Perspectives on Leaving a Legacy
by Lorraine del Prado
Americans are considered the most charitable people in the world. According to a 2011 Charities Aid Foundation survey involving 153 countries, two out of three Americans (65 percent) donated to charity, two out of five (43 percent) volunteered their time and roughly three out of four (73 percent) helped a stranger.
The philanthropic spirit of Americans, however, is still not reflected in their estate plans. According to a recent Legacy Leaders research study involving 20,000 Americans 50 years or older, fewer than 9.5 percent of those who gave more than $500 a year had a charitable estate plan. The Leave a Legacy program also cites another study that indicated that only 8 percent of Americans leave a charitable bequest in their will. The factors that contribute to this curious gap between lifetime and estate giving still need to be the subject of extensive research.
The fact that six out of 10 Americans die without a will is one big factor. That’s because the laws of intestacy (dying without a will) provide a default estate distribution plan that only includes the deceased person’s relatives (in an arbitrary line of priority) and does not anticipate charity as a desirable heir. Therefore, those who want to leave a charitable legacy to charitable organizations must have an estate plan, which includes bequests by will or living trusts and beneficiary designations for non-probate assets, such as Individual Retirement Accounts, insurance and annuities.
Imagine what would happen, however, if the number of people who created estate plans and included charity in those estate plans doubled. The landscape of social causes would be positively transformed forever!
If you are still unsure about the place of charitable bequests in your estate plan, you may find the following sample of perspectives from bequest donors refreshingly simple:
- Bequest giving is very affordable. According to Ann Marie Davis, a hospital employee, “I’m not wealthy. Giving through my will allows me to make a meaningful gift to an organization I believe in when I no longer need my assets to support myself.”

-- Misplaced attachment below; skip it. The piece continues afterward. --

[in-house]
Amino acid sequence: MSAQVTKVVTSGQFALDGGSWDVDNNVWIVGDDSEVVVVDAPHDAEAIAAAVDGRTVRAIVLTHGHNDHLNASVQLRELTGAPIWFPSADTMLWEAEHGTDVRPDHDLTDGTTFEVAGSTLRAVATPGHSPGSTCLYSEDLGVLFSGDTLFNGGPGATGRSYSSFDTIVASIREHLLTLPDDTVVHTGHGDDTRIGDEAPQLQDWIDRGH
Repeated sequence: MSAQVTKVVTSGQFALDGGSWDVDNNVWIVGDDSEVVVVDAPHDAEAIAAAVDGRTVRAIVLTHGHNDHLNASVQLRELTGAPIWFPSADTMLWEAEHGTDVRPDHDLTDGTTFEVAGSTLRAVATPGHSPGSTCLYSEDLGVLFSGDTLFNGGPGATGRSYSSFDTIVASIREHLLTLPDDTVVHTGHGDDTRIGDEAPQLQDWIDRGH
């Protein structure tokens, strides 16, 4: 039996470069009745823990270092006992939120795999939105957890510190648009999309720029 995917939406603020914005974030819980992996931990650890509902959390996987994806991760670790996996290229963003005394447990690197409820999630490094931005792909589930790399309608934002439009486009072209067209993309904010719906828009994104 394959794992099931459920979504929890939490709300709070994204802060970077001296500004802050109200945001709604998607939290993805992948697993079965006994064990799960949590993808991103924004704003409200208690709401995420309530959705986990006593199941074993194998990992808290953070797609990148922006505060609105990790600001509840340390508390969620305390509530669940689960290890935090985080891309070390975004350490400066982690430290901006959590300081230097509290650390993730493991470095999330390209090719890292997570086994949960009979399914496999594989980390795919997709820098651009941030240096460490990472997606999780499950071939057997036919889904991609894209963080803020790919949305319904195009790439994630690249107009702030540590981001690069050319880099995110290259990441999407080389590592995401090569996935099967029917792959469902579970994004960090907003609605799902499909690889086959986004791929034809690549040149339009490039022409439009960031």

- An important expression of your values. “I think one’s checkbook and will tell a great deal about a person’s values,” says Dina Wells, a volunteer leader. Her husband John, an investment advisor, adds, “We know our children appreciate our practice of volunteerism and philanthropy and will hopefully continue that tradition.”
- It’s the right thing to do. “I strongly believe that if you live in a community, it’s your moral obligation to return something to it.” Those words of the venerable judge and mediator Gerard Shellan have informed his lifetime and estate giving.
- We need to pay it forward. According to community volunteer Anne Moldrem, “My mother taught me that each generation benefits from the sacrifices of the prior generation and can only give back by helping those who follow.”
- Consider charity another member of your family. Carl Middleton, an insurance professional in Bainbridge Island, and his wife care deeply for their three children and charities in their community. Their estate plan basically provides equal shares of what they own to their four “family members” – their three children and their donor advised fund at a community foundation.
- A tribute to a loved one. Jim and Marjorie Ghiglione lost their daughter Carla to aplastic anemia more than 45 years ago. To honor her memory, they’re dedicating a substantial portion of their estate to help prevent, treat and eliminate this deadly disease.
- The 10 percent rule. “Giving 10 percent to community organizations feels right to us,” says Conni Clarke, a retired nurse and community volunteer in Vashon Island. Her husband Doug Clark, a retired navy captain, adds, “Your children will do just as well with 90 percent of your estate as they would with 100 percent!”
- Investing in a social portfolio. My husband and I feel that our lives and those of others have been greatly enriched by health, educational, cultural and environmental organizations. Modest as it is, our estate plan includes a social portfolio that allocates bequests to organizations we deeply care about in these sectors.
I hope this sample of perspectives helps inspire you to leave your mark in the world by thoughtfully including a charity or charities in your estate plan. Remember that no matter the size of your bequest, every charitable gift – just like any act of goodness – has a ripple effect that positively impacts the lives of people for generations.